I don’t know why we kept talking about Mammoth Cave, but we did. Or more accurately, my pal, Silas, kept talking about it, talking about how he wanted to go, thought it would be fun to go through the cave with us—us being any number of our group who could manage a day away.
Logistics with busy people is a nightmare.
Should we go for overnight, or try to do it in one day? Which weekend? A Friday? Saturday? If Mammoth Cave doesn’t work out, should we consider Lost River Cave in Bowling Green? But restaurants, there must be restaurants. A date was set, then was changed, and the time when we should meet. Finally, we synchronized our calendars, and we were in business.
On a beautiful Friday a few weeks ago, my running mate, Alice, and I bundled in the car and drove across country for Edmonton County, past woodland with redbud just about to burst, past stands of daffodils on rolling hillsides, under an impossibly blue sky.
From Owensboro by way of Fordsville, it was a pleasant drive, scarcely an hour once we got back on Hwy. 54. I can’t remember the exact route we took, but it was secondary highways the entire way, and lovely.
I’ve been to Mammoth Cave many times. With each visit of relatives from out the state, my grandmother organized a trip to the cave, complete with picnic and singing in the car, which I suspect annoyed the adults and I know for a fact deeply embarrassed the children. In college my anthropology buddies and I often hiked on the trails and we applied to work there one summer but they didn’t want us.
There have been some improvements since the last time I visited. There is a grill and a restaurant in the renovated hotel, and a nice little walkway over to the visitor’s center. We arrived in time for a late lunch, and while we waited to be served I toddled over to see about tickets.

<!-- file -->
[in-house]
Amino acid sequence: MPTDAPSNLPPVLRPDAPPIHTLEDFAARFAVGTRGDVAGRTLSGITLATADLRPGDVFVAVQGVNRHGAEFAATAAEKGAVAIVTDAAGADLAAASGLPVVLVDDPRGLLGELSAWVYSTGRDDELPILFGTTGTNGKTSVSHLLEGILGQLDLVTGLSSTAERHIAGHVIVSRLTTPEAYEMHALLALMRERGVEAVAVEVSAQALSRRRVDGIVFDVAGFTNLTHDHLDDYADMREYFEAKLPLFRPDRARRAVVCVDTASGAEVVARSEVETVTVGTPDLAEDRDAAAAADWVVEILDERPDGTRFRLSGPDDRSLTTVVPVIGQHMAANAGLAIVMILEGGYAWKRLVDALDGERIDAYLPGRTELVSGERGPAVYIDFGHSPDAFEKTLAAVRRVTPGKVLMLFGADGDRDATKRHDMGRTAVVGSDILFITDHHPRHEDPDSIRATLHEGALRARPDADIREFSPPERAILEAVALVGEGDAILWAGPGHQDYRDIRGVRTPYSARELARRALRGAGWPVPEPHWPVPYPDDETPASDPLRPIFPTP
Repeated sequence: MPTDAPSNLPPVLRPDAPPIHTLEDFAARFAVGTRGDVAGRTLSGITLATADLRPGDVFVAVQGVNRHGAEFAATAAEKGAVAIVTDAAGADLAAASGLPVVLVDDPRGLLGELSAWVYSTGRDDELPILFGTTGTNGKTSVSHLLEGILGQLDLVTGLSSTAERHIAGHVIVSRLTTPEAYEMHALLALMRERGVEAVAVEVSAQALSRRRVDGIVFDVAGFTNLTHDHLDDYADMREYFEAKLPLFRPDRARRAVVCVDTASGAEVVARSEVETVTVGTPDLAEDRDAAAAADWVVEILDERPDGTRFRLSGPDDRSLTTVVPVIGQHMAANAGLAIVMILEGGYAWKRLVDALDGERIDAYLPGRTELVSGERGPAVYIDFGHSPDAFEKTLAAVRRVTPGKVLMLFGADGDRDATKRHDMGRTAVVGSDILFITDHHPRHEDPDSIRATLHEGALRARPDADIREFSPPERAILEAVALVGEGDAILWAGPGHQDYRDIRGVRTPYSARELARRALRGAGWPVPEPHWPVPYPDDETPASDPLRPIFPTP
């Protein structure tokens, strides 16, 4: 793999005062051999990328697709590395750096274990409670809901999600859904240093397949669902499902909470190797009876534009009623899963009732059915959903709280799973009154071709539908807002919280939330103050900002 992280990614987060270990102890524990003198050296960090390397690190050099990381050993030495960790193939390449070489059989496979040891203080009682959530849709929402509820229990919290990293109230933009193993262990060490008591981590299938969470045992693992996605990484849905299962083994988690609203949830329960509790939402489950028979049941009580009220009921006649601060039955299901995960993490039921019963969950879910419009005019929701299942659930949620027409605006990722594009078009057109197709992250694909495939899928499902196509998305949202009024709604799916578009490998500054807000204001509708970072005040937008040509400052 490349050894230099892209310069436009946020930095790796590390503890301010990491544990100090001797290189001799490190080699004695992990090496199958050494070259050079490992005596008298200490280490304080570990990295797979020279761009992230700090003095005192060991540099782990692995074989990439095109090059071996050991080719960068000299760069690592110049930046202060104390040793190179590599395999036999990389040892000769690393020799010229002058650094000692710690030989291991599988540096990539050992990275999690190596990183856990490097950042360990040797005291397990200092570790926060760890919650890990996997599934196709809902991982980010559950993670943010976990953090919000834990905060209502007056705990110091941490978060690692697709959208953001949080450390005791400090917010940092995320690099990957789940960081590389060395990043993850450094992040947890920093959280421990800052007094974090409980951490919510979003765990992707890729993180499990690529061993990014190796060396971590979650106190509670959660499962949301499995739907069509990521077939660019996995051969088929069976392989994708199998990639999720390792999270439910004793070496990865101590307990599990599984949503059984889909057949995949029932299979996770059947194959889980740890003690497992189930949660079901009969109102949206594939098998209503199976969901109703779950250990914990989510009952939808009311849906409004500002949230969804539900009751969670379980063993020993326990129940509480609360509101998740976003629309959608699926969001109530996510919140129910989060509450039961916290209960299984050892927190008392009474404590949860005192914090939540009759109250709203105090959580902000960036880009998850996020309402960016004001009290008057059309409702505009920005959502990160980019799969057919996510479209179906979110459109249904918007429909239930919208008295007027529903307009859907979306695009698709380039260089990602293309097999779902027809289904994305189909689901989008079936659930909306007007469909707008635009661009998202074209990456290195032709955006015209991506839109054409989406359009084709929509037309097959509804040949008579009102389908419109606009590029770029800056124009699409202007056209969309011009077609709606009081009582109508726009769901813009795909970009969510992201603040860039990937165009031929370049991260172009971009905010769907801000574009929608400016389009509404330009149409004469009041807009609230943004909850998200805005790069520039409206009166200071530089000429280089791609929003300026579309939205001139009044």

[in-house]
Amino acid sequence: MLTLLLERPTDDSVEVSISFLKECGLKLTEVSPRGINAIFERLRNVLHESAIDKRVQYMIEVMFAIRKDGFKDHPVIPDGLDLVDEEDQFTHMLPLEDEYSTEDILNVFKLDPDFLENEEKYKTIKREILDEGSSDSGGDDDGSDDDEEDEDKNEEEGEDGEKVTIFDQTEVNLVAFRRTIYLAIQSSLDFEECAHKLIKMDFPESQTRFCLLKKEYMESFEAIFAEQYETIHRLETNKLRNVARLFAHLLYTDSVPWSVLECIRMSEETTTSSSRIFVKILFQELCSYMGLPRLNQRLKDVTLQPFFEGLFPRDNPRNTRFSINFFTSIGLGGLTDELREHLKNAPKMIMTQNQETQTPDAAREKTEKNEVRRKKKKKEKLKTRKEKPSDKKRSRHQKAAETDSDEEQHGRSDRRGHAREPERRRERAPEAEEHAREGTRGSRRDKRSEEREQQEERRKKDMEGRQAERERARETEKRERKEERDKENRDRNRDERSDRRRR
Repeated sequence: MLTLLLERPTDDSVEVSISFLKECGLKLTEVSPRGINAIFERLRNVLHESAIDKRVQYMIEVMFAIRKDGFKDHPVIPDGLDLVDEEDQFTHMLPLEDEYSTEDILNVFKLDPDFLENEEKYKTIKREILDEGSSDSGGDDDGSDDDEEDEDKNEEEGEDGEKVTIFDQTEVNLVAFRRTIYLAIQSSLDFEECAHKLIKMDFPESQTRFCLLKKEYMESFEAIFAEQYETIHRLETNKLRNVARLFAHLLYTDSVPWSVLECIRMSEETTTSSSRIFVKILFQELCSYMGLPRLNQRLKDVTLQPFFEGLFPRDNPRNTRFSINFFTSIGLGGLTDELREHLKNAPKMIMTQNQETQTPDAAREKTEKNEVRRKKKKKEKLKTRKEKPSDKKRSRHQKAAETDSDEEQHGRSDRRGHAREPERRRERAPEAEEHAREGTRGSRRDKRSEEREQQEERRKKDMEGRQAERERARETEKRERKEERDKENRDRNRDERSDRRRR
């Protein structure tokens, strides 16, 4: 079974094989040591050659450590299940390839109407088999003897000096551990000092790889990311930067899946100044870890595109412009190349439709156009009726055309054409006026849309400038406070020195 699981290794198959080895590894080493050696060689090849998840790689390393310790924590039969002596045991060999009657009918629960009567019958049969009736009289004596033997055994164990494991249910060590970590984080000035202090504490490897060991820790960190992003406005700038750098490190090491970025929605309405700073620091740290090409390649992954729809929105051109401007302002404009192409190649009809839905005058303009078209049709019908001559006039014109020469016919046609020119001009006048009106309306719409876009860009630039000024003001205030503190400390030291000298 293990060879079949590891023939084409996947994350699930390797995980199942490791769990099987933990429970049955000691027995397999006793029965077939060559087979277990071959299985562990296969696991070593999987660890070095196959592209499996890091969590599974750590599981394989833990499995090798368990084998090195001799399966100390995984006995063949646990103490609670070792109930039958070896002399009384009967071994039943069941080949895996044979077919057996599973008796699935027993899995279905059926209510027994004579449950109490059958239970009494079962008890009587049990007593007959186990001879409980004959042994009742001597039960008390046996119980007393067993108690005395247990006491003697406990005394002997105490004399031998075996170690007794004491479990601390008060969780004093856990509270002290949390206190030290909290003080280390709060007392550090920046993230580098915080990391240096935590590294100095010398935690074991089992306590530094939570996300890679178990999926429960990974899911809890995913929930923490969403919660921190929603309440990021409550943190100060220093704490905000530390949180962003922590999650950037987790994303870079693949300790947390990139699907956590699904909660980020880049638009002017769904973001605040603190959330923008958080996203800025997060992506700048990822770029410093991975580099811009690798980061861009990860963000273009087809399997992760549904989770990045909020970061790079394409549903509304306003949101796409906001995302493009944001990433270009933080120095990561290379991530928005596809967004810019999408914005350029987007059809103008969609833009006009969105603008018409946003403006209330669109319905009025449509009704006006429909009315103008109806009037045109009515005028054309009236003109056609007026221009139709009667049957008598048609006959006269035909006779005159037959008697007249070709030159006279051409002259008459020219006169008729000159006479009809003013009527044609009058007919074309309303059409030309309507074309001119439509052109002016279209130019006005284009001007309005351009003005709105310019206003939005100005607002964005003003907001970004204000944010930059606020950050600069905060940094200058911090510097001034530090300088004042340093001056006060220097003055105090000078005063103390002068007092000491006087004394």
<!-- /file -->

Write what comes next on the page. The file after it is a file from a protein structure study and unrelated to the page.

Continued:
Now. Pay attention.
You really must get your tickets well in advance for any of the tours. On the day we chose—the Friday of spring break—all the tours were sold out and had been for days. We knew this before we left home, but decided to take our chances. There was one tour that is only booked on the day of but we were too late for that, too.
However, there is a self-directed tour, the only one now that uses the historic entrance, and for five bucks you can do that one, all day and at your own pace. Rangers are stationed in the cave to answer questions and keep an eye on things.
Well, now. This was perfect. We wandered down to the entrance around 3:00 p.m., the last minute to still enter the cave for the day. Down a few steps, not so many, and then we were in the cave, walking past the saltpeter mines, listening to the ranger tell a group about the tuberculosis patients who once lived in the cave—an experimental treatment that managed to kill them all.
We took pictures, most of them quite awful, because it is really dark, although our camera phones did a pretty good job, considering. Alice posted a pitch black photo on Facebook of us in the cave, and we had big fun with that, like we were the cleverest people in the world.
It took us less than an hour to see this small part of the cave and to read the plaques and ask the rangers some questions. But it was enough for us. We went topside and spent another hour looking at exhibits and watching a film.
We were hungry again, or thought we were, so a ranger at the information desk suggested a couple of places toward Park City, including a place the locals like, Porky Pig’s, in…I am not making this up…Pig, KY. We couldn’t resist.
Pig, being so small,was hard to find, but we eventually pulled up in the gravel lot of Porky’s. It seemed more like a community center than restaurant, with tables dotting the large expanse. But there was a buffet, pulled pork, and sliced tomatoes and a friendly waitress, so we ate too much and someone bought a ball cap.
We lingered over coffee and cobbler, because we are lingerers. Even so, I was home by nine. I recommend this little road trip. A weekend’s worth of fun in under ten hours.